KIA has been marketed in South Africa since 1998 and since then the manufacturer has become a sister company to Hyundai following a major downturn in the Korean economy. Fortunes have changed and the brand is now a well-respected member of the motoring establishment, helped in no small way by the success of its compact SUV, the Sportage. The first version saw the light of day overseas in 1993, so it was tried and trusted by the time it appeared in SA. It was tested by CAR in May 1998.
The second-generation model – as featured here – arrived in 2005 and was considerably bigger and classier. However, the original model’s low-range capability was dropped at this stage. In 2008 some make-up was added to the headlamps and front bumper and a small styling alteration was made at the rear. Seating comfort was enhanced and the warranty extended. Engines remained unchanged.
The base model is a 2,0-litre front-wheel drive with 104 kW and maximum torque of 188 N.m generated at a high-ish 4 500 r/min, with a similar-engined four-wheel drive next up on the list. A 2,0-litre turbodiesel 4×4 was also avail-able, offering a mild 82 kW and 251 N.m. at a much lower 1 800 r/min. Both engines could be specced with either a manual or automatic transmission.
Topping the range was the 2,7-litre V6 automatic 4×4 with 128 kW and 246 N.m, the latter figure peaking at 4 000 r/min. Luggage space is 288 dm3, expandable to 1 272, even though a full-size alloy spare wheel is housed under the boot board. The seats fold flat to accommodate large items.
WHAT TO LOOK OUT FOR ENGINES
Respondents to our survey mentioned very little in the way of criticism that cannot be put down to human error, such as one report that referred to problems resulting from over-fill-ing the sump. The few other issues mentioned appear to be related to electrical maladies.
One involved a total lack of power as if the ignition had been cut. In another similar incident the engine simply refused to start. Codes indicated crankshaft sensor and camshaft sensor errors, so these were replaced as well as the fuel pump, all to no avail. Unfortunately, no solution had been found at the time of going to press.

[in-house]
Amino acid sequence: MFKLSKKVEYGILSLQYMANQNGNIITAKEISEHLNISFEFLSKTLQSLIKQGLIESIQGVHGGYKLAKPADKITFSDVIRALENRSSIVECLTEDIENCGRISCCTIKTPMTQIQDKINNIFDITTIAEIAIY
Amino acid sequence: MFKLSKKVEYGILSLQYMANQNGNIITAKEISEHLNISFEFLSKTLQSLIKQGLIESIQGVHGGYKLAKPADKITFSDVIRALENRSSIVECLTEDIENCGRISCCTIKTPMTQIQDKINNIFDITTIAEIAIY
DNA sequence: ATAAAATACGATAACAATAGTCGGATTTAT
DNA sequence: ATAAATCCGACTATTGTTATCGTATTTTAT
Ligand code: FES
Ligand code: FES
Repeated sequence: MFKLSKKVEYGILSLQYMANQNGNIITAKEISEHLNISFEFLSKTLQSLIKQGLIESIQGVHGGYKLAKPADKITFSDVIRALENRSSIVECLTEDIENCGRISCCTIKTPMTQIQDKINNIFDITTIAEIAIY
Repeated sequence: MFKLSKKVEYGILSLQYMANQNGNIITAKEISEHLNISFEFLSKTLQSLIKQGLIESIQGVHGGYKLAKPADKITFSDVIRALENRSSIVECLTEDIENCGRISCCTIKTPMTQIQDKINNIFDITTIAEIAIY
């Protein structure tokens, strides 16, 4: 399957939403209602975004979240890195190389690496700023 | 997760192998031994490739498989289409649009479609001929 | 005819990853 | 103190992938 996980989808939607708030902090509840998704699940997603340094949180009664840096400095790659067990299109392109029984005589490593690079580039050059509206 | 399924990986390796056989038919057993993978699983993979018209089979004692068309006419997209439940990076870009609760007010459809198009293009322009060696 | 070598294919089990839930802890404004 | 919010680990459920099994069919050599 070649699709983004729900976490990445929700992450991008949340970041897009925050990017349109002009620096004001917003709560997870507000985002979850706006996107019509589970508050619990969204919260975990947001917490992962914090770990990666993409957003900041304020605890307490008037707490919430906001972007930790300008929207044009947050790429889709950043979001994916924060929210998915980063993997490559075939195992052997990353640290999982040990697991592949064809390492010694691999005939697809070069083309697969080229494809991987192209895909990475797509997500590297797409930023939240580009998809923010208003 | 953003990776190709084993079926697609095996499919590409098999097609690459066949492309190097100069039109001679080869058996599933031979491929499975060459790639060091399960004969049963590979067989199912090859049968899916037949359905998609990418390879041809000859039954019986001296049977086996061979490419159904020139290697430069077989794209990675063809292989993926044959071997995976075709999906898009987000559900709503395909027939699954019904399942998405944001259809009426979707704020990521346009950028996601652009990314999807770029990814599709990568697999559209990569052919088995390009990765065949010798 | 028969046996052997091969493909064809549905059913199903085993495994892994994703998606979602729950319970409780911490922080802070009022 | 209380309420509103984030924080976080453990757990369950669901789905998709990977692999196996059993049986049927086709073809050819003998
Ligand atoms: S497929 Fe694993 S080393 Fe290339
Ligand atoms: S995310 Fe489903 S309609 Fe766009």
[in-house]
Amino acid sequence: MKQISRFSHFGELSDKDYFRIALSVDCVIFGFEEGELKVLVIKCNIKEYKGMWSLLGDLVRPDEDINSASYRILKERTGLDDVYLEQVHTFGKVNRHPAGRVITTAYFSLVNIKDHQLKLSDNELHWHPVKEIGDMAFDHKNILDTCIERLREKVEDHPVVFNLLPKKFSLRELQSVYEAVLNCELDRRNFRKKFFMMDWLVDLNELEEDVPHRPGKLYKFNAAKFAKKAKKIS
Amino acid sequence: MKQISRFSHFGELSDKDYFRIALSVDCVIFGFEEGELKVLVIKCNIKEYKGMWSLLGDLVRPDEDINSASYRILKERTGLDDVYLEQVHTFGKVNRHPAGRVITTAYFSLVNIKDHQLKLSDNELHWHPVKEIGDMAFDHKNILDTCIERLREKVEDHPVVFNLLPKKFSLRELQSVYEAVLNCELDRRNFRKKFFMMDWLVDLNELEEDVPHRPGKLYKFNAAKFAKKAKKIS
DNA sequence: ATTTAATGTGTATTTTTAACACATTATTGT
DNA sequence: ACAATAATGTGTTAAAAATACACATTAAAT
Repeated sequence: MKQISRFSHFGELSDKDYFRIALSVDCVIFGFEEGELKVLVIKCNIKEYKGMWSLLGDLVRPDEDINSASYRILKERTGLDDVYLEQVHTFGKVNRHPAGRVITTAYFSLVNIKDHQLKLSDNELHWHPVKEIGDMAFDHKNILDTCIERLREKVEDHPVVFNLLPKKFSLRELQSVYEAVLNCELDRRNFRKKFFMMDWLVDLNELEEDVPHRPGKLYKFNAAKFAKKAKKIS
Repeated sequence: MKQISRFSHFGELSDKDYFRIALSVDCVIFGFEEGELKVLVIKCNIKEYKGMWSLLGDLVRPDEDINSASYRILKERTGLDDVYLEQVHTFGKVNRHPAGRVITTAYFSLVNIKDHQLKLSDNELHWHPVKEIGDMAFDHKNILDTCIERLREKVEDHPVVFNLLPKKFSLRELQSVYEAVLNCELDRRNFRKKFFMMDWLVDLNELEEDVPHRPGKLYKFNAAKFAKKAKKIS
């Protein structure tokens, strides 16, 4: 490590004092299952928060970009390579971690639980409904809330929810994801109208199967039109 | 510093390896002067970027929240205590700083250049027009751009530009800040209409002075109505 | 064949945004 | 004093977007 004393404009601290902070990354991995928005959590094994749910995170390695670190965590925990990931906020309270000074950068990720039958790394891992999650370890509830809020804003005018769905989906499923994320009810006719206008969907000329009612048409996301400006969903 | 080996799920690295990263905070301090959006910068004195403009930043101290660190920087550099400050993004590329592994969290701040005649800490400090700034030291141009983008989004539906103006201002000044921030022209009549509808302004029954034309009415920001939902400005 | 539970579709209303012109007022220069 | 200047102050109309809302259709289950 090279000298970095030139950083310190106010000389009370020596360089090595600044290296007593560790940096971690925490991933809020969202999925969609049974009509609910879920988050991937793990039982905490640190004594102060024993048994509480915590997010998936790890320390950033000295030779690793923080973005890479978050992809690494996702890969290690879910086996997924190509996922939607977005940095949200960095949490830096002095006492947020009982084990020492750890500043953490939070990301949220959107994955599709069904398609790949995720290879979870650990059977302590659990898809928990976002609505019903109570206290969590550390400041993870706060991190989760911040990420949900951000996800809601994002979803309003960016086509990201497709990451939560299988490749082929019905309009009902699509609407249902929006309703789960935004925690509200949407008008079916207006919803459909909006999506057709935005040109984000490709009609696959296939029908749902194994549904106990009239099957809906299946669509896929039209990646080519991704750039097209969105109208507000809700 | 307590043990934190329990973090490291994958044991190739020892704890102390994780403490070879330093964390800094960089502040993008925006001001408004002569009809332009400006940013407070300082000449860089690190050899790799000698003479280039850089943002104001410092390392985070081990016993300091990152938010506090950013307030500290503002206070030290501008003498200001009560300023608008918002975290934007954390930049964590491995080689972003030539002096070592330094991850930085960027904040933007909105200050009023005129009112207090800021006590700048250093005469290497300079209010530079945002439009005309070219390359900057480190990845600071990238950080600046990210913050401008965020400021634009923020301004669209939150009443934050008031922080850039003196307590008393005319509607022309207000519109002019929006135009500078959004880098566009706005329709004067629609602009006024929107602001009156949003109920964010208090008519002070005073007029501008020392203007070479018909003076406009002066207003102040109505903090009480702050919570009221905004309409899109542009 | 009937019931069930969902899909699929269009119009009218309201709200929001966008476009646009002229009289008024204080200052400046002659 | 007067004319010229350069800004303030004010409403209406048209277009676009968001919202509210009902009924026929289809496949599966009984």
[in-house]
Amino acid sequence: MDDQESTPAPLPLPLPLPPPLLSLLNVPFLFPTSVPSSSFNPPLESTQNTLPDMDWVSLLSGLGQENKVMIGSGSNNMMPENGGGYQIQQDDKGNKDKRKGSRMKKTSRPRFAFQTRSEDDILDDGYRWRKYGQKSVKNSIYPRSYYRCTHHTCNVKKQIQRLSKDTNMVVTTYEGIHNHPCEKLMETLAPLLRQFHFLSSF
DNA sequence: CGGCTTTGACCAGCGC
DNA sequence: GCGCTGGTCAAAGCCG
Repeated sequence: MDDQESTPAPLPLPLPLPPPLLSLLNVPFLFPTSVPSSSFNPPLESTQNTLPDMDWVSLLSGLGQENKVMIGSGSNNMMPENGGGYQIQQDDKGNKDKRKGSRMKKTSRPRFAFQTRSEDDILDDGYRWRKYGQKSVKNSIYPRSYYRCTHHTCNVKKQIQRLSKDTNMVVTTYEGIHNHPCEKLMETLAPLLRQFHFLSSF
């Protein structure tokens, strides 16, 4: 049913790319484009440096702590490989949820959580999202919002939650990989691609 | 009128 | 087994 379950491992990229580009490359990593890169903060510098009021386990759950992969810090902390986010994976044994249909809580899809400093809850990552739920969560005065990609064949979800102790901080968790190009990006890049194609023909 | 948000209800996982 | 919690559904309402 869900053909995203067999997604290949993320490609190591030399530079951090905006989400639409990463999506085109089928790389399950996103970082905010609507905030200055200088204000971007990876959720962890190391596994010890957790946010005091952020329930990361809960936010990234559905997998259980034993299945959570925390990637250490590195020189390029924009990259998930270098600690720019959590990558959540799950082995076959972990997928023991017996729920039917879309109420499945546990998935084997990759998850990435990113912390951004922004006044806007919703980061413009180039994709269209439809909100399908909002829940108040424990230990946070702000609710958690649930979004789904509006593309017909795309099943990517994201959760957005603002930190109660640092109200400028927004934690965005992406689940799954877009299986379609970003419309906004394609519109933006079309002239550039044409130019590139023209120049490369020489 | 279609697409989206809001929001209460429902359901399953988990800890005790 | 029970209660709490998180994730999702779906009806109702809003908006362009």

Remember that all these engines use a toothed rubber belt for camshaft drive. These have to be replaced every 90 000 km or six years.
Manual gearboxes have five speeds and automatics four. No issues were reported other than a reluctance to engage reverse gear on some automatic cars.
SUSPENSION, BRAKES AND WHEELS
Some respondents complained about short tyre life (20 000 to 30 000 km) and others mentioned having to replace brake discs at low mileages.
There were no reports of hassles from the hydraulically-assisted power steering.
A few vehicles suffered intermittent electrical failures affecting different systems. First a lamp, then a warning light in the instruments then an ESP warning… Although the reports do not specify that a solution was found, these problems could be due to poor earthing points, either from the battery to the body or at other places on the bodywork. One car’s rear wiper arm broke and another’s wiper motor needed replacement. The worst problem reported was an ECU that burnt out – again, the reason unknown but the mileage was over 200 000 km.
One owner complained that the radio did not have an RDS feature to automatically retune the frequency when travelling around the country. Two problems with the air-conditioner producing a mouldy smell were mentioned. A water leak into the front passenger footwell annoyed one 2009 model owner, but no cause was discovered.
One radio antenna was not properly connected, but easily rectified under warranty.
Fuel consumption of the V6 models came in for criticism, with some quoting figures as bad as 15-16 litres/100 km. A diesel owner, on the other hand, gets around 9,5 litres/ 100 km. In 2008, Kia announced something of a coup when the company decided to extend the warranty of its products to five years or 100 000 km with a three years/ 60 000 km maintenance plan. Remember that, for the warranty to be honoured, you have to meticulously keep records of the servicing and ensure that this is carried out at a Kia dealer and no later than the specified mileage.
Many owners reported having no trouble whatsoever, backing up the perception that the Koreans are determined to increase their market share by offering good value together with high levels of reliability. In fact, the only major reason for unhappiness with this vehicle was the fuel consumption of the V6. Overall, the Sportage should make an excellent second-hand option.